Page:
Mobile IP versions 4 (MobileIPv4) and 6 (MobileIPv6) provide solutions to this problem. In MobileIPv4,the subscriber informs the cellular gateway router of its new location. These additional functions of the cellular gateway router and the WLAN-AR are referred to as Home Agent and Foreign Agent functions. When the cellular gateway router 36 receives the subscriber's packets from the desired node 38, the router 36 forwards them to the WLAN-AR 26. The WLAN-AR 26 sends the packets to the IP address of the subscriber 20 using layer 2 address mapping procedures, such as ARP.
A drawback with this approach is that packets originating from the subscriber 20 going through the WLAN 22 are not visible to the cellular network 30 or router 36. Another drawback with this approach is the increased loading on the cellular gateway router 36, due to the routing of all the subscriber's incoming packets.
In MobileIPv6,the subscriber 20 sends a binding update to the cellular gateway router 36 and the desired node 38. The binding update has information about the new network (WLAN 22) that the subscriber 20 is attached to. The IP packets from the destination node 38 are now routed directly to the subscriber 20 bypassing the cellular gateway router 36 and using standard IP routing protocols. A drawback with this approach is that packets originating from and going to the subscriber are not visible to the cellular network.
In some cases, it is undesirable that the IP packets are not visible to the cellular network 30. One reason is the security protocols of the cellular system 30 are circumvented. Additionally, certain services of the cellular system 30 can not be utilized, such as access to the cellular network's packet services.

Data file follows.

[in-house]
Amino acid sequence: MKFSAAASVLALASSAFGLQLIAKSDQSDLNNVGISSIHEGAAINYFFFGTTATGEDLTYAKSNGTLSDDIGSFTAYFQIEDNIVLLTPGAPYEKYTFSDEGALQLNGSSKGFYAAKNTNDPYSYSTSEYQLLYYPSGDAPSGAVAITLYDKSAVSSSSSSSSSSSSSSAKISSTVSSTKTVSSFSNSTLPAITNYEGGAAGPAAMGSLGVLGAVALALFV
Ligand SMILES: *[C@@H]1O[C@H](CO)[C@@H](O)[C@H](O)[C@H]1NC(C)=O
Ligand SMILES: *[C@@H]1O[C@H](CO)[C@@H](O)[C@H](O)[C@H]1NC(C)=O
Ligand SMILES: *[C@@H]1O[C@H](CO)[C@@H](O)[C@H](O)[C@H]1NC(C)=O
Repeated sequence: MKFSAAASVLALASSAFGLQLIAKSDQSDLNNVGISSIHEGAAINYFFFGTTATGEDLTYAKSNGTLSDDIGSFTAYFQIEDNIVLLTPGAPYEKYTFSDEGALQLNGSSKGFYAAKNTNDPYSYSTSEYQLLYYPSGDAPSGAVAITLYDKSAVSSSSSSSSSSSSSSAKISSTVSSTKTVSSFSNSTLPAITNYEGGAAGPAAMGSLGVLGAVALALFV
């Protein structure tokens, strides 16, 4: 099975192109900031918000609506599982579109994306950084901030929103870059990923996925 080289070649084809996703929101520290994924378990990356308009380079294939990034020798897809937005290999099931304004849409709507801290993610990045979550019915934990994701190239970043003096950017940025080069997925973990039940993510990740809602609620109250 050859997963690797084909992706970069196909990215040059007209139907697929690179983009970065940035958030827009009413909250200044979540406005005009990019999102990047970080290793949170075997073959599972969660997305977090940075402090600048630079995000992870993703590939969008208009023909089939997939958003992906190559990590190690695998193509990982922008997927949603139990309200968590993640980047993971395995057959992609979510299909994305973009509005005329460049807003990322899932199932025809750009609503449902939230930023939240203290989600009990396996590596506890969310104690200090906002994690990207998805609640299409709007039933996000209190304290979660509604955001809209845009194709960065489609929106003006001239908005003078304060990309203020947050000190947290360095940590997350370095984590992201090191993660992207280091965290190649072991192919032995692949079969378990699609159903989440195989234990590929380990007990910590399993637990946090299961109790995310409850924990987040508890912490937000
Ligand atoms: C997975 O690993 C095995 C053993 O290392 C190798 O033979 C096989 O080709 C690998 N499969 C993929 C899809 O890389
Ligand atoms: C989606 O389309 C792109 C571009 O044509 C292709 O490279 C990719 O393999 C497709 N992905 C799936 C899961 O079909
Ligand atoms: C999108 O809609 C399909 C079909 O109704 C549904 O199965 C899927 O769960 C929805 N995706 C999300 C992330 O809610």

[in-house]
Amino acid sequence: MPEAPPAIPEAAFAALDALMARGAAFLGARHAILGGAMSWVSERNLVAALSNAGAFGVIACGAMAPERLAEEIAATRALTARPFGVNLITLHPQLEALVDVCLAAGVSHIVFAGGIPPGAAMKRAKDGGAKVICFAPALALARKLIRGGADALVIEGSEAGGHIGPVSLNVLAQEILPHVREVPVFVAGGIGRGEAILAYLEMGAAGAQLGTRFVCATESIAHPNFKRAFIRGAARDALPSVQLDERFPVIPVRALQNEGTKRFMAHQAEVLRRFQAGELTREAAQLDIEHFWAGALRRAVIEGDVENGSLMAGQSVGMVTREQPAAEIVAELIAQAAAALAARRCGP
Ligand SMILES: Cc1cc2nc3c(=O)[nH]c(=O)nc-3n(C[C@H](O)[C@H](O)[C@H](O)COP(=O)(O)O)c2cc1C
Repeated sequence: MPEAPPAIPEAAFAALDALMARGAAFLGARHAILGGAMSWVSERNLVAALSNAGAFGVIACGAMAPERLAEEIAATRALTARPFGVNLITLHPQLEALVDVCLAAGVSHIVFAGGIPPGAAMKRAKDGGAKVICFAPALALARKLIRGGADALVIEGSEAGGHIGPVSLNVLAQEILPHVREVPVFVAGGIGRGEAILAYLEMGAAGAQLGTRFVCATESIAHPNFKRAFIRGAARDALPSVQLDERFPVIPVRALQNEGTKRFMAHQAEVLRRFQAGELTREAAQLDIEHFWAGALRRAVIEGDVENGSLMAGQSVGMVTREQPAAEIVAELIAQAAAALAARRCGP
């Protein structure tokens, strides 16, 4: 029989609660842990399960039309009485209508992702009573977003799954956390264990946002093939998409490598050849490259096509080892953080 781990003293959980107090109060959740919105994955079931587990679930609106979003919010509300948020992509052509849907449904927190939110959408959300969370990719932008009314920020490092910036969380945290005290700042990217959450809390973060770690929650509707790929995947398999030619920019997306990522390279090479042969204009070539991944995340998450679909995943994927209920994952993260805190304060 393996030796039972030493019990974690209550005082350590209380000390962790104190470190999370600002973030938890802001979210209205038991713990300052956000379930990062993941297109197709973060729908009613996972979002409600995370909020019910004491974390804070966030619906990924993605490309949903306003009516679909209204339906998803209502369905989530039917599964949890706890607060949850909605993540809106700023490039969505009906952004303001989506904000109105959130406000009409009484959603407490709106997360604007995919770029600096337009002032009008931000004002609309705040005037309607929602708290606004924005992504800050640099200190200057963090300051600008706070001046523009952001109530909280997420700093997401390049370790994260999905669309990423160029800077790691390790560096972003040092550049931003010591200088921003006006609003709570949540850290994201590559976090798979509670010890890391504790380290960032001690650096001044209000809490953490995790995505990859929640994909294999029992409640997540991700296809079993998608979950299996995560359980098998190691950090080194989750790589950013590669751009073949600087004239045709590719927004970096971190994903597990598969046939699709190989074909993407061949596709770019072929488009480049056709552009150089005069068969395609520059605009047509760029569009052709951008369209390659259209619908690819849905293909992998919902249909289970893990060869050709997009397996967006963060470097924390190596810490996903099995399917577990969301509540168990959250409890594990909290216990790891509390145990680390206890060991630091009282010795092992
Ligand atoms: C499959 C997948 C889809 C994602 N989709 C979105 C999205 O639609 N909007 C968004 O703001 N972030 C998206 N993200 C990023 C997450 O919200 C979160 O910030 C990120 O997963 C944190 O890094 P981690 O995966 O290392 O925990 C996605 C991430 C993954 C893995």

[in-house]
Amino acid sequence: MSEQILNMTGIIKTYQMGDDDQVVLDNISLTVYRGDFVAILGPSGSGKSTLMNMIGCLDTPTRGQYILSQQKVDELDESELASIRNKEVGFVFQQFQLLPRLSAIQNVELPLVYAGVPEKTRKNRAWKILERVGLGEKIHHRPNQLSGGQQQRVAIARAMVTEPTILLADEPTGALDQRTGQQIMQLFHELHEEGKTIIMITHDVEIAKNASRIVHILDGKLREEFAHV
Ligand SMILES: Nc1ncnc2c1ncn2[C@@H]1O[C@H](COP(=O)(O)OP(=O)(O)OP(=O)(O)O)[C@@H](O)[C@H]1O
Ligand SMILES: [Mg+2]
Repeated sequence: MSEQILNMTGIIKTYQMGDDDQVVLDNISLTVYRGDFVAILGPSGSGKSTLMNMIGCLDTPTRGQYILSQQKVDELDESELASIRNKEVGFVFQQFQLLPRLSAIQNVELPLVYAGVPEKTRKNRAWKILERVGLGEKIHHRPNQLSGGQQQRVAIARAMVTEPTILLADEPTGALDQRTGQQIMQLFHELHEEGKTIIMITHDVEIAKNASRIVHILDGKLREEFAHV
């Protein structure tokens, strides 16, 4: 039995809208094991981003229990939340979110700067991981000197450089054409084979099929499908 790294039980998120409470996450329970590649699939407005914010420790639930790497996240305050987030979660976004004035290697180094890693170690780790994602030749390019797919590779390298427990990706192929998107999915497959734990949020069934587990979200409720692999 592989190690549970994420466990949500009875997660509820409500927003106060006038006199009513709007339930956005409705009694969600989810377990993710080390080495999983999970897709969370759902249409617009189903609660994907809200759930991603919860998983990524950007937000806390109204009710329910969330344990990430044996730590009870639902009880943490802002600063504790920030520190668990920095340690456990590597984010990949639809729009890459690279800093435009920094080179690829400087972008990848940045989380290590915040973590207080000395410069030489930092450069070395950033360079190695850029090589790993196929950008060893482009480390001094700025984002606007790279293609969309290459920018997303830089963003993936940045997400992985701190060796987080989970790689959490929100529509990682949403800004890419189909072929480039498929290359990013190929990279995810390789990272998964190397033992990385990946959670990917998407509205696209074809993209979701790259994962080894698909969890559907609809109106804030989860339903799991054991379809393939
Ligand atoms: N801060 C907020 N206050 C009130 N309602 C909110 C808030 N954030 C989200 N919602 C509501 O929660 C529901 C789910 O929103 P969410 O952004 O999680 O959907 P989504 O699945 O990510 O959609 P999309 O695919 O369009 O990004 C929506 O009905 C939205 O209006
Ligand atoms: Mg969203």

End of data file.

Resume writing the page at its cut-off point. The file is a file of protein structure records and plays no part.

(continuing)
To allow all of the subscriber packets to be visible to the cellular network 30, reverse and/or forward tunneling can be used. As shown in
For MobileIPv6,both forward and reverse tunneling are needed to make the packets visible to the cellular network 30. In forward tunneling, the packets are also routed through both the cellular network 30 and the WLAN 22.
By routing all the packets through the cellular gateway router 36, the cellular system 30 can maintain security and provide cellular network based packet services to the subscriber 20, even when located in WLAN 22. To illustrate, the cellular gateway router 36 may send packets to a screening/monitoring agent for security purposes. One drawback to both these approaches is that the loading on the cellular gateway router is increased.
To reduce the routing on the cellular gateway router 36, selective reverse tunneling may be used. In selective reverse tunneling, packets are either selectively routed through both the cellular network 30 and the WLAN 22 or only through the WLAN 22, on a packet by packet basis. Such packet by packet routing is undesirable, since it increases the processing load. Furthermore, such packet level granularity may not be needed for most applications.
Accordingly, it is desirable to have alternate approaches to cellular network and WLAN routing.